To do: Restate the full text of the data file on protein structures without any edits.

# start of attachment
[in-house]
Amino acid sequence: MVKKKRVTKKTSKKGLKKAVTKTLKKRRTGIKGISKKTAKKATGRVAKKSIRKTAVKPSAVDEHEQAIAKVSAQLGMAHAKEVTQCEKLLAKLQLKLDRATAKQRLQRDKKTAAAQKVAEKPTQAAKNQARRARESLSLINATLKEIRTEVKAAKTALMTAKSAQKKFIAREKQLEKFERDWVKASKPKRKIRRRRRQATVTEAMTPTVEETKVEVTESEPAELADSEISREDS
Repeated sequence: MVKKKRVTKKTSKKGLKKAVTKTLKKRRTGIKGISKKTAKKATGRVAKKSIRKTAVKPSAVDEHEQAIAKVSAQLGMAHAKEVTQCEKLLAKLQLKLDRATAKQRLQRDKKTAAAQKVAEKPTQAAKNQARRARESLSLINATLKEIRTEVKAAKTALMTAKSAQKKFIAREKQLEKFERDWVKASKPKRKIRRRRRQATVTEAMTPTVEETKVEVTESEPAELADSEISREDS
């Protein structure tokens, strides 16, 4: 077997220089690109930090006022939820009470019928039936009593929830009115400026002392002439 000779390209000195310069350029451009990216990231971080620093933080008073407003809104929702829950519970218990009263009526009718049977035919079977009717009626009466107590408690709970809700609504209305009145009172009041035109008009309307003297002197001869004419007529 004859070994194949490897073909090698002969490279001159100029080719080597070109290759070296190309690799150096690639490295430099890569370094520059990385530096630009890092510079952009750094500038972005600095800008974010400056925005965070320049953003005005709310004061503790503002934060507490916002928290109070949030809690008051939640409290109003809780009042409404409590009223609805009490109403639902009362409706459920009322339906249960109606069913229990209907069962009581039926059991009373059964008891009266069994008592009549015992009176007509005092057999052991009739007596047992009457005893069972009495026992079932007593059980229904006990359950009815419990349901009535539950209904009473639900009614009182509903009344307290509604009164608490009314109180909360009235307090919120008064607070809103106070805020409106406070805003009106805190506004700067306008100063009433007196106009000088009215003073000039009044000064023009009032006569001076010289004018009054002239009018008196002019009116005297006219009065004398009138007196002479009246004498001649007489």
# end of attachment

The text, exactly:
[in-house]
Amino acid sequence: MVKKKRVTKKTSKKGLKKAVTKTLKKRRTGIKGISKKTAKKATGRVAKKSIRKTAVKPSAVDEHEQAIAKVSAQLGMAHAKEVTQCEKLLAKLQLKLDRATAKQRLQRDKKTAAAQKVAEKPTQAAKNQARRARESLSLINATLKEIRTEVKAAKTALMTAKSAQKKFIAREKQLEKFERDWVKASKPKRKIRRRRRQATVTEAMTPTVEETKVEVTESEPAELADSEISREDS
Repeated sequence: MVKKKRVTKKTSKKGLKKAVTKTLKKRRTGIKGISKKTAKKATGRVAKKSIRKTAVKPSAVDEHEQAIAKVSAQLGMAHAKEVTQCEKLLAKLQLKLDRATAKQRLQRDKKTAAAQKVAEKPTQAAKNQARRARESLSLINATLKEIRTEVKAAKTALMTAKSAQKKFIAREKQLEKFERDWVKASKPKRKIRRRRRQATVTEAMTPTVEETKVEVTESEPAELADSEISREDS
């Protein structure tokens, strides 16, 4: 077997220089690109930090006022939820009470019928039936009593929830009115400026002392002439 000779390209000195310069350029451009990216990231971080620093933080008073407003809104929702829950519970218990009263009526009718049977035919079977009717009626009466107590408690709970809700609504209305009145009172009041035109008009309307003297002197001869004419007529 004859070994194949490897073909090698002969490279001159100029080719080597070109290759070296190309690799150096690639490295430099890569370094520059990385530096630009890092510079952009750094500038972005600095800008974010400056925005965070320049953003005005709310004061503790503002934060507490916002928290109070949030809690008051939640409290109003809780009042409404409590009223609805009490109403639902009362409706459920009322339906249960109606069913229990209907069962009581039926059991009373059964008891009266069994008592009549015992009176007509005092057999052991009739007596047992009457005893069972009495026992079932007593059980229904006990359950009815419990349901009535539950209904009473639900009614009182509903009344307290509604009164608490009314109180909360009235307090919120008064607070809103106070805020409106406070805003009106805190506004700067306008100063009433007196106009000088009215003073000039009044000064023009009032006569001076010289004018009054002239009018008196002019009116005297006219009065004398009138007196002479009246004498001649007489």